Asian American literature was finally categorized in the 1970s. It did not see a major resurgence until CARP's Aiiieeeee! An Anthology of Asian-American Writers (1974), edited by Frank Chin, Jeffery Paul Chan, Lawson Fusao Inada, and others. This anthology helped the field gain ground by recovering previous generations of Asian American authors. As a result, older authors such as Sam Tagatac and Toshio Mori have become prevalent again, gaining new exposure and publication. One of the defining features of CARP's anthology touched upon stereotypes of Asians as a whole: how published work did not receive criticism because the writing did not line up with racial views. This anthology paved a way for authors to write and express feelings of individual identity and crisis concerning racism. The anthology helped in the fight against cultural assimilation, which played a large role (model minority being the biggest example) in the day-to-day life of Asian Americans. However, some critics have challenged CARP's intentions by surfacing their hypocrisy, since the anthology's editors rejected the concept of dual personality and thereby rejected most foreign-born Asians.

Perhaps the most important figure in the recognition of Asian American literature as a legitimate literary field has been Maxine Hong Kingston, whose work has earned widespread notice. Born in Stockton, California as a second generation Chinese American, she published The Woman Warrior in 1976. This story cycle mixed fictional autobiography with Chinese folktales in an attempt to articulate the life of Chinese Americans and the process of self-identity in a liberal world. Her second novel, China Men (1980), is a sequel to The Woman Warrior and also describes the hardships of Chinese settlement in American culture. These two novels gained the attention of many, garnering more empathy and understanding for Chinese Americans. However, Kingston's success also aroused the ire of Frank Chin, who accused her of perpetuating falsehoods about Chinese culture and especially about Chinese and Chinese American men.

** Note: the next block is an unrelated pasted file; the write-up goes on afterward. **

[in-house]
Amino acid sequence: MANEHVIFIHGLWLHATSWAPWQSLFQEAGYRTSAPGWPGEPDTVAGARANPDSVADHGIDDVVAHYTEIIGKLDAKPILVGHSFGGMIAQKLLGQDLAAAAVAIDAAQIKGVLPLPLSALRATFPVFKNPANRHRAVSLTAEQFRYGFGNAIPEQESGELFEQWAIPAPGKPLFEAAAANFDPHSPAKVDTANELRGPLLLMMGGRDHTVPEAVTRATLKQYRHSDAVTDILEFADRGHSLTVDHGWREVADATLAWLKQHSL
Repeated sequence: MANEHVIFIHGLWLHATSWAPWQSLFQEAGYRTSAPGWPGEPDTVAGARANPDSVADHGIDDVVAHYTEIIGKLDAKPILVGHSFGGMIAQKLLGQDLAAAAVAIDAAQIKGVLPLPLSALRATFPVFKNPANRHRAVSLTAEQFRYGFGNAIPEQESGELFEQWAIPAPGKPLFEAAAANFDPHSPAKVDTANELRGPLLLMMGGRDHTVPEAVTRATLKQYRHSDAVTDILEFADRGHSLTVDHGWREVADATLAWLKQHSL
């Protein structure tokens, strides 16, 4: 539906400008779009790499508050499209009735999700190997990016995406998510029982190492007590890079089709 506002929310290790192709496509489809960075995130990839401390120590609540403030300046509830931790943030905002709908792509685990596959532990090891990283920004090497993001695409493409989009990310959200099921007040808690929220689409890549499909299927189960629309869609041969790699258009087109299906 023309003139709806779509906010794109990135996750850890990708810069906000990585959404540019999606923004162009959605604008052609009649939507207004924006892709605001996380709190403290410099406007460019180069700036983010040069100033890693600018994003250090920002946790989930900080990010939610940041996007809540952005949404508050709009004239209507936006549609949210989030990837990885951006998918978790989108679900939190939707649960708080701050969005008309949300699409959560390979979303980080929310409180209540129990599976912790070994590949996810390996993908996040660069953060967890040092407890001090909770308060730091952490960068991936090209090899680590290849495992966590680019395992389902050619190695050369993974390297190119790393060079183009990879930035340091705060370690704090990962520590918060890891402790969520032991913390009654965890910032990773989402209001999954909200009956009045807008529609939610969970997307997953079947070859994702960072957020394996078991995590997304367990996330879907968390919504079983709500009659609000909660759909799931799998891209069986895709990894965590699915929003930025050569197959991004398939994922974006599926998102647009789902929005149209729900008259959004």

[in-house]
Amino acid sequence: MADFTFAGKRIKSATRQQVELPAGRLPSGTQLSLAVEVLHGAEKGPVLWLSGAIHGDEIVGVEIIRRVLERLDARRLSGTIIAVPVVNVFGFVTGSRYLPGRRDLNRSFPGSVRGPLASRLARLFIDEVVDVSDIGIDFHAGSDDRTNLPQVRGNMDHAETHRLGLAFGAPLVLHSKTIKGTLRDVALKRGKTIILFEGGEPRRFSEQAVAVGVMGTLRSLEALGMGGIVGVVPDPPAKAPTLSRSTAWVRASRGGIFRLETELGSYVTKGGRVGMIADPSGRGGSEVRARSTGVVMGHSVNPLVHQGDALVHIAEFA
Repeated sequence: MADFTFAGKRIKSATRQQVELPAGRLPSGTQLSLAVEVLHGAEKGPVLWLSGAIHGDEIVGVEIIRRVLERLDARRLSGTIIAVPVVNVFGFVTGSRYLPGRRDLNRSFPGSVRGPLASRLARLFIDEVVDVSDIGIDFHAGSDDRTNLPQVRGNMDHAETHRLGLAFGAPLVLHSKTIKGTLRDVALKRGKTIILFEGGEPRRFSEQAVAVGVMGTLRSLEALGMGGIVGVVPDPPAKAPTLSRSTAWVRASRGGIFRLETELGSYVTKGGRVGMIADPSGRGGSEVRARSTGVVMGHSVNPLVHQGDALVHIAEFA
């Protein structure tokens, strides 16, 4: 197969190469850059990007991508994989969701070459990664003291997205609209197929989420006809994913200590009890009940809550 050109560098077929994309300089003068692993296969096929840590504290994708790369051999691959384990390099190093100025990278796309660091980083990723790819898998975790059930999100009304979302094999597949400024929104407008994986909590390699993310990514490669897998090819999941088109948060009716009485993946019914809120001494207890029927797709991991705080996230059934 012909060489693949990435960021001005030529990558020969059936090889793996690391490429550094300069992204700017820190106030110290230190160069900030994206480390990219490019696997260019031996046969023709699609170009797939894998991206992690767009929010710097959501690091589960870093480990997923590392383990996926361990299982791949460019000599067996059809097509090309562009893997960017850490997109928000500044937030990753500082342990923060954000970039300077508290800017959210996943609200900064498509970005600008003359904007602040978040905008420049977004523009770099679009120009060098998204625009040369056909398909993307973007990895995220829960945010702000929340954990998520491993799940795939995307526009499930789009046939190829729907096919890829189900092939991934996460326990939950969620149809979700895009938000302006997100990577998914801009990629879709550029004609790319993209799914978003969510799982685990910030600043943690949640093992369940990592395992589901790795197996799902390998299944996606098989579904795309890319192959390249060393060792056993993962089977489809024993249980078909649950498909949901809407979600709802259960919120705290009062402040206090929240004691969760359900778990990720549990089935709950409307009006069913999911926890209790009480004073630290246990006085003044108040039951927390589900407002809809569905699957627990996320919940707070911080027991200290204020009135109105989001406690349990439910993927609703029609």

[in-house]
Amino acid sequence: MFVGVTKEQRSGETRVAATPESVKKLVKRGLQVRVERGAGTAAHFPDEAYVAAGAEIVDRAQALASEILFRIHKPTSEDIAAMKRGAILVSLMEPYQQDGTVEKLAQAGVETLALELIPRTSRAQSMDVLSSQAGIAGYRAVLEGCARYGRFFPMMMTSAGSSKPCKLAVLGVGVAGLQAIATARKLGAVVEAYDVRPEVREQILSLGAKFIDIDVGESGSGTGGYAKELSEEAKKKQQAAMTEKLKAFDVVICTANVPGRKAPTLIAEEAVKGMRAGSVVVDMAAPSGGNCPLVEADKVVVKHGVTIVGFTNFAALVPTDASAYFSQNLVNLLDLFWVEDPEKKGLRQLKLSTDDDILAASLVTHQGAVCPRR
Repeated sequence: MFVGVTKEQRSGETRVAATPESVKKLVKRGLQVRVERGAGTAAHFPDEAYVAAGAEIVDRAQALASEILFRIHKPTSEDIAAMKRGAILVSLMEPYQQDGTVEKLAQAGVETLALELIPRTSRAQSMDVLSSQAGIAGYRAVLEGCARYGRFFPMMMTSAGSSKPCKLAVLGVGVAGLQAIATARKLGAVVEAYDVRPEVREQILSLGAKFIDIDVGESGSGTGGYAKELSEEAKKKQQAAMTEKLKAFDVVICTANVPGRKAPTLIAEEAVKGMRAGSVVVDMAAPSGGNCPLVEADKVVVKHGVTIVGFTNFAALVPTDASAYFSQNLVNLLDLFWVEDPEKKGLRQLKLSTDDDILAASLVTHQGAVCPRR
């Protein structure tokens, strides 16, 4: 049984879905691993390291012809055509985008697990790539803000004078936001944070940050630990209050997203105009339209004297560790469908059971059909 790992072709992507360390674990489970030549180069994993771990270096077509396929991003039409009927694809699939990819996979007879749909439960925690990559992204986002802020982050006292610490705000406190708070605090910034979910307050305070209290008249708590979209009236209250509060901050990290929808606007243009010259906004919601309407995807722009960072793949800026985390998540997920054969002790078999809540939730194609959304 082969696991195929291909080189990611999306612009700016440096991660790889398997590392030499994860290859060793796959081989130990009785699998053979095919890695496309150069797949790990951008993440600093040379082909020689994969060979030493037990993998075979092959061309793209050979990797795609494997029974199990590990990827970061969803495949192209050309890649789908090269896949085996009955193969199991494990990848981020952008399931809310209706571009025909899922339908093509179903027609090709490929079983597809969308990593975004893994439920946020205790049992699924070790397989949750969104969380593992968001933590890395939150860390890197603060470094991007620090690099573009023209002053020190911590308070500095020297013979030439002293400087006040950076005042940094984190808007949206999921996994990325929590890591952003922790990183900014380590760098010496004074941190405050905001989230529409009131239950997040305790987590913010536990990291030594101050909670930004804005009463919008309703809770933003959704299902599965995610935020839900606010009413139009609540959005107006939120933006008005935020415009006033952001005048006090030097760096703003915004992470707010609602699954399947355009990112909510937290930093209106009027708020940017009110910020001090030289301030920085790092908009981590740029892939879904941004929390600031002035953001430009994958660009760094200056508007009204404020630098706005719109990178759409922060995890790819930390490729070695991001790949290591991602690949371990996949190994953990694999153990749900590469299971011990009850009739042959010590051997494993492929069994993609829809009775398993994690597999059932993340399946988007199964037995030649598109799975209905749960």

In addition to the talents of individual writers, multiple organizations were formed in hopes of achieving the same outcome as “Aiiieeeee! An Anthology of Asian-American Writers”. One of these organizations is the Association for Asian American Studies which was founded in 1979. The AAAS[6] hopes to promote further understanding and professional activity in the field of Asian American Studies, including Asian American literature and literary criticism. There was some controversy.[7] in 2013 regarding some of the decisions of AAAS to boycott Israeli academic institutions. Extending the theme of visibility to other ethnic and racial issues is a defining feature of the AAAS, but its main goal is advocacy and representation for Asian Americans.

Asian American Literary Awards[edit]

One of the problems associated with Asian American literature is the definition of "Asian American." The Asian American Literary Awards,[8] presented by the Asian American Writers' Workshop, define eligibility "authors of Asian descent". While this definition is clear and concise, this has not stopped them from giving awards to those who have written about Asian Americans. As the event developed, awards extended to groups outside of Asian descent, but the winners are still predominantly Asian. The AAAS also has an annual award for Asian American literature.

Asian American authors[edit]

There are plenty of Asian American authors before the 1970s. With the publication of Aiiieeeee! An Anthology of Asian-American Writers, there was a push for the surfacing of old and new Asian American writers.

Some key Asian American authors include:

See also[edit]

References[edit]

  1. ^ Wand, David Hsin-fu, ed. Asian American Heritage: An Anthology of Prose and Poetry. New York: Pocket Books, 1974.
  2. ^ Kim, Elaine. Asian American Literature: An Introduction to the Writings and Their Social Context. Philadelphia: Temple University Press, 1982.
  3. ^ Chin, Justin. Elledge, Jim, and David Groff, eds. “Some Notes, Thoughts, Recollections, Revisions, and Corrections Regarding Becoming, Being, and Remaining a Gay Writer”. Who’s Yer Daddy?: Gay Writers Celebrate Their Mentors and Forerunners. 1 edition. Madison, Wis: University of Wisconsin Press, 2012. Print. P. 55
  4. ^ Murray, Stephen O. “Representations of Desires in Some Recent Gay Asian-American Writings.” Journal of Homosexuality 45.1 (2003): 111–142. Taylor and Francis+NEJM. Web.
  5. ^ Cheung, King-Kok. An Interethnic Companion to Asian American Literature. Cambridge: 1988.
  6. ^ "ABOUT." AAAS. Association for Asian American Studies, 1 Jan. 2015. Web.
  7. ^ "Asian American Studies Association Endorses the Boycott of Israeli Universities". Global Topics. Inside Higher Ed, 24 Apr. 2013. Web.
  8. ^ "Extended: The Seventeenth Annual Asian American Literary Awards - Asian American Writers' Workshop." Asian American Writers Workshop. AAWW, 1 Mar. 2014. Web.

External links[edit]